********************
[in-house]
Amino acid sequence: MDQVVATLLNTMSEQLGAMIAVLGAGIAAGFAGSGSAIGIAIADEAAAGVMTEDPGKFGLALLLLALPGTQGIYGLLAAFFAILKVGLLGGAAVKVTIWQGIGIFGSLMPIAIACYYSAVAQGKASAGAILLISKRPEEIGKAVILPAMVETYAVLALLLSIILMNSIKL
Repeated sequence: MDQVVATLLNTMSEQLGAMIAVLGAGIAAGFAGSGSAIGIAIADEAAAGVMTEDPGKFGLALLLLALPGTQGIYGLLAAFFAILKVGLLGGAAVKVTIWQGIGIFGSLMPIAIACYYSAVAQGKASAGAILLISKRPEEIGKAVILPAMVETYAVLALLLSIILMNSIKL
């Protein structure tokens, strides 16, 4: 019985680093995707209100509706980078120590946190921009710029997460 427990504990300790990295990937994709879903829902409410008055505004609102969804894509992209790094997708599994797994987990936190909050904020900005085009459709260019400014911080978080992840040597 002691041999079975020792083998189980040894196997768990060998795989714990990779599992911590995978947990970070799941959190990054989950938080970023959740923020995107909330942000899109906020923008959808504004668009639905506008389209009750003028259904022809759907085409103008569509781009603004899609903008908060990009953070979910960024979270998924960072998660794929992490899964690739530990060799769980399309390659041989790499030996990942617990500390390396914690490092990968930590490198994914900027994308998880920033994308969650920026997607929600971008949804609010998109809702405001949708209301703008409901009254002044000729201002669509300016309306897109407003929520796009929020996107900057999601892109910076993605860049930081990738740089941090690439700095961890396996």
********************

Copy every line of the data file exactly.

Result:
[in-house]
Amino acid sequence: MDQVVATLLNTMSEQLGAMIAVLGAGIAAGFAGSGSAIGIAIADEAAAGVMTEDPGKFGLALLLLALPGTQGIYGLLAAFFAILKVGLLGGAAVKVTIWQGIGIFGSLMPIAIACYYSAVAQGKASAGAILLISKRPEEIGKAVILPAMVETYAVLALLLSIILMNSIKL
Repeated sequence: MDQVVATLLNTMSEQLGAMIAVLGAGIAAGFAGSGSAIGIAIADEAAAGVMTEDPGKFGLALLLLALPGTQGIYGLLAAFFAILKVGLLGGAAVKVTIWQGIGIFGSLMPIAIACYYSAVAQGKASAGAILLISKRPEEIGKAVILPAMVETYAVLALLLSIILMNSIKL
């Protein structure tokens, strides 16, 4: 019985680093995707209100509706980078120590946190921009710029997460 427990504990300790990295990937994709879903829902409410008055505004609102969804894509992209790094997708599994797994987990936190909050904020900005085009459709260019400014911080978080992840040597 002691041999079975020792083998189980040894196997768990060998795989714990990779599992911590995978947990970070799941959190990054989950938080970023959740923020995107909330942000899109906020923008959808504004668009639905506008389209009750003028259904022809759907085409103008569509781009603004899609903008908060990009953070979910960024979270998924960072998660794929992490899964690739530990060799769980399309390659041989790499030996990942617990500390390396914690490092990968930590490198994914900027994308998880920033994308969650920026997607929600971008949804609010998109809702405001949708209301703008409901009254002044000729201002669509300016309306897109407003929520796009929020996107900057999601892109910076993605860049930081990738740089941090690439700095961890396996």